Nanotechnology in the Environmental Health Sciences
Among the newest buzzwords in biomedical science is nanotechnology: small is big! The vision for nanotechnology has existed for many years--remember Isaac Asimov's Fantastic Voyage--but the ability to manipulate individual atoms to engineer devices at the nanoscale is new. A number of benefits arise at the nanoscale, from the practical (reagent utilization and the ability to multiplex) to the emergence of new properties (optical and electrical). The intent here is to briefly outline some ways nanotechnology will impact the environmental health sciences.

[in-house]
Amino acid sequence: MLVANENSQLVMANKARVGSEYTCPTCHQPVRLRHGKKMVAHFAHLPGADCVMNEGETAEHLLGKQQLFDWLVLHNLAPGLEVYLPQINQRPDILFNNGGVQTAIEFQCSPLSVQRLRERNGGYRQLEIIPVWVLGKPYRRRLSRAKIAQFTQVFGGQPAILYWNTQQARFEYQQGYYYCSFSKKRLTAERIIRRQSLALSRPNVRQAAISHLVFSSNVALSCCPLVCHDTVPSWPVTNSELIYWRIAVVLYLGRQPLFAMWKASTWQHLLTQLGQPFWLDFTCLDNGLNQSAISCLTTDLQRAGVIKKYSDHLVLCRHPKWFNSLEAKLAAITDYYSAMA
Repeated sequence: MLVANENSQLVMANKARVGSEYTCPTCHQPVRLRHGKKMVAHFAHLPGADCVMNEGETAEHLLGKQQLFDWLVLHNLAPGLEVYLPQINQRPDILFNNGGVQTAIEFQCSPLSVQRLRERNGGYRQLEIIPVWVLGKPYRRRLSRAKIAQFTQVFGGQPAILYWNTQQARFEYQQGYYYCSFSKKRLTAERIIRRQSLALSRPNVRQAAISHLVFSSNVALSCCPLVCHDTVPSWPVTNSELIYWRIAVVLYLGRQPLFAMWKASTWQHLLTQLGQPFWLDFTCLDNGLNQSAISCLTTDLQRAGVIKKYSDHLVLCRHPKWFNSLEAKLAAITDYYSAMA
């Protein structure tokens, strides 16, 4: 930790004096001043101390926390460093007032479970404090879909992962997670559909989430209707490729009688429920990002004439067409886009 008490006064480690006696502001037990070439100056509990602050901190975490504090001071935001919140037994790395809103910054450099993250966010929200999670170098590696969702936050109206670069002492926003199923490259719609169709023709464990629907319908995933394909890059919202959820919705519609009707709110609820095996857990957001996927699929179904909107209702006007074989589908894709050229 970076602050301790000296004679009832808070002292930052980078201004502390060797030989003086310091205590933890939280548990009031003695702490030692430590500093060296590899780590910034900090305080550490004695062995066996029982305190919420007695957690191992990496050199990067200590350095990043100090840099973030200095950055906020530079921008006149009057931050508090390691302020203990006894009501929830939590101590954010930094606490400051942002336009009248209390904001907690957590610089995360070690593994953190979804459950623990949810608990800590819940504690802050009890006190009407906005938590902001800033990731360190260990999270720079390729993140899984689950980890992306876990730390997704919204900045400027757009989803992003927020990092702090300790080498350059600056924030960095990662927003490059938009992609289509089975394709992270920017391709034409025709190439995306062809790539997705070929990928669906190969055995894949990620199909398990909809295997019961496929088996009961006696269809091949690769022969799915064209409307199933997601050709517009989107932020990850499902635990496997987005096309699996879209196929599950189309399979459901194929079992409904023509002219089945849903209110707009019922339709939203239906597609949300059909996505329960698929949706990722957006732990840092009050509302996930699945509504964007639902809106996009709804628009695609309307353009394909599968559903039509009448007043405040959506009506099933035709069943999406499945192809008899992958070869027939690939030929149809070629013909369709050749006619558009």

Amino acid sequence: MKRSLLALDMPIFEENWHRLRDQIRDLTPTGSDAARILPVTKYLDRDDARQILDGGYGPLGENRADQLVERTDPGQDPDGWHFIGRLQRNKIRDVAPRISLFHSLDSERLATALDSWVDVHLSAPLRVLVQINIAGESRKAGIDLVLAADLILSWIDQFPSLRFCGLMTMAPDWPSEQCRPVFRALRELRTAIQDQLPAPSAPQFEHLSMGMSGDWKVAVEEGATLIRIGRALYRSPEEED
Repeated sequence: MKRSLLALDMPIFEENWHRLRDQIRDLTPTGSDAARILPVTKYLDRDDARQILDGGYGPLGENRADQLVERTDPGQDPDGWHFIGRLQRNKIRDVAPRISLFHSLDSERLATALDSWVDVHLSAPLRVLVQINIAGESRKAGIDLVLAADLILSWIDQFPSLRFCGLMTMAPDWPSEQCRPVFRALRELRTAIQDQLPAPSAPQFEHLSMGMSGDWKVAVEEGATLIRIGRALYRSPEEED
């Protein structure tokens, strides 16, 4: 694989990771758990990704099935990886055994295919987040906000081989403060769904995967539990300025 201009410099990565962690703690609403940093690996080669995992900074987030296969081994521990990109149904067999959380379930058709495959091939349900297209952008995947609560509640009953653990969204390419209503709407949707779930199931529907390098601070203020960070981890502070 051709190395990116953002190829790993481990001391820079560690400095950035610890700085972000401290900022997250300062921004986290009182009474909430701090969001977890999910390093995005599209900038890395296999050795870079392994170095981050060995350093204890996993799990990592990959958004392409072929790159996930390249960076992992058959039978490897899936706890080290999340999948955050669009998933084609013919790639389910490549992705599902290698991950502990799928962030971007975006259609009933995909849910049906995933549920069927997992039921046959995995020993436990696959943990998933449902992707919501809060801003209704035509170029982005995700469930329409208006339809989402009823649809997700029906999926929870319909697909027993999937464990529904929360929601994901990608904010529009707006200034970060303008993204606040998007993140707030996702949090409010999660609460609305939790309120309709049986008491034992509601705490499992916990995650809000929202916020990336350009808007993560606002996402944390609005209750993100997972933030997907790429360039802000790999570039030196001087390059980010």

The benefits of nanotechnology make it ideal for sensor development, for environmental and biological monitoring as well as for linking exposure, disease, and susceptibility. Investigators are developing arrays for toxicants based on technologies such as ion channels or fluorescence-emitting nanoprobes. Similarly, nanomaterials are being used to investigate the mechanisms of disease etiology in vitro and in vivo.
Nanomaterials offer two distinct advantages to remediation technologies: large surface-area-to-volume ratio and high chemical reactivity. This pays dividends for both catalysis (for example, with halogenated organics) and sequestration (for example, with radionuclides). …